The Islamic State's choice of target likely reflects a very deliberate attempt to short-circuit U.S.-Turkish military efforts along the Syrian border and exacerbate tensions in Europe.
The January 12 Islamic State (IS) attack in Istanbul appears to have multiple motives. First, by striking in the heart of the old city center -- which has many mosques, museums, and tourists, but few Turks -- the group targeted the country's lucrative tourism industry and its $30 billion in annual revenues. At least ten people were killed in the suicide blast, all of them tourists. If such attacks continue, they would have a debilitating effect on the industry and, in turn, the country's balance of payments.
Second, by bringing the war to Turkey's largest city, IS aims to undercut the planned U.S.-Turkish campaign against its forces in Syria, which is reportedly scheduled to begin in a matter of weeks following Vice President Joe Biden's January 23 visit to Ankara. The apparent goal of the joint plan is to capture the sixty-mile-long Jarabulus-Azaz corridor along the Syrian border, most of which is currently held by IS. If successful, the campaign would effectively plug the group's last overland conduit from Syria into Turkey and Europe. The IS leadership is well aware that such a development would hurt its finances, recruitment efforts, and prestige, so it appears to have acted preemptively in the hope that Turkey will stand down or at least not escalate its military efforts. And by keeping the Istanbul attack relatively limited -- at least compared to its larger operations in Paris and elsewhere -- the group is likely signaling that it can inflict much worse damage inside Turkey if Ankara launches a full-scale war against it in concert with Washington.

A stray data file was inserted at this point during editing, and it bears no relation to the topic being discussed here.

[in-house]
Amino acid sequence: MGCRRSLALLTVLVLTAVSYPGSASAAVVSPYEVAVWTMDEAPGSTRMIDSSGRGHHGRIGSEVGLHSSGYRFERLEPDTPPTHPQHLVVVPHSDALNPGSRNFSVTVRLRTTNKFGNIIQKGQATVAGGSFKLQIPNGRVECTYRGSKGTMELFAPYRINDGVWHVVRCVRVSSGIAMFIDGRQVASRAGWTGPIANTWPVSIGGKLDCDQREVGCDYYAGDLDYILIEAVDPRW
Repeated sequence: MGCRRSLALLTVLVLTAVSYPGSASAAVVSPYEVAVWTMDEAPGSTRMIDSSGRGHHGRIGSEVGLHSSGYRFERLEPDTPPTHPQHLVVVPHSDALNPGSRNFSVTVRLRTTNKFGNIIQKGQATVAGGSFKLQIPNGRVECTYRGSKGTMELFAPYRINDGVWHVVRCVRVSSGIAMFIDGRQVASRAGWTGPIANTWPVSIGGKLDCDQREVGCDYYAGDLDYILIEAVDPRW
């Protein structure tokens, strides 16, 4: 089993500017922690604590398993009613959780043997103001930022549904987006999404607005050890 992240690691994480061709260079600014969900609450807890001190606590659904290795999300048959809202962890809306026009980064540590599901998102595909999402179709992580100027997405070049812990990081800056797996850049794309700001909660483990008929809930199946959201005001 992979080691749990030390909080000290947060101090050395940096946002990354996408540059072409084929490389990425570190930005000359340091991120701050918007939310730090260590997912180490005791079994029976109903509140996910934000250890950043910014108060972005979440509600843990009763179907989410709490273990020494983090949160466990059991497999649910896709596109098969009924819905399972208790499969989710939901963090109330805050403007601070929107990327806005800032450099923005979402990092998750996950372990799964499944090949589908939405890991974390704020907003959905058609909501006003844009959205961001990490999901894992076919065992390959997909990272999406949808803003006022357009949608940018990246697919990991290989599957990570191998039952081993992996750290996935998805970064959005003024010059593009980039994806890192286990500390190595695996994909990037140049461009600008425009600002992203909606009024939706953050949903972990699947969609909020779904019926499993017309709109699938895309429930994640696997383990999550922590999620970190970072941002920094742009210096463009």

Third, while IS may not have known the nationality of the people it targeted, it deliberately conducted the attack in an area heavily frequented by German and other European tourists; indeed, at least nine Germans were killed. The group therefore seems intent on exacerbating anti-Muslim sentiments on the continent and driving further backlash against German chancellor Angela Merkel's pro-refugee policy. Any such backlash would be a sad bit of irony, since many of the refugees Merkel has admitted are fleeing IS brutality in Syria.
Soner Cagaptay is the Beyer Family Fellow and director of the Turkish Research Program at The Washington Institute.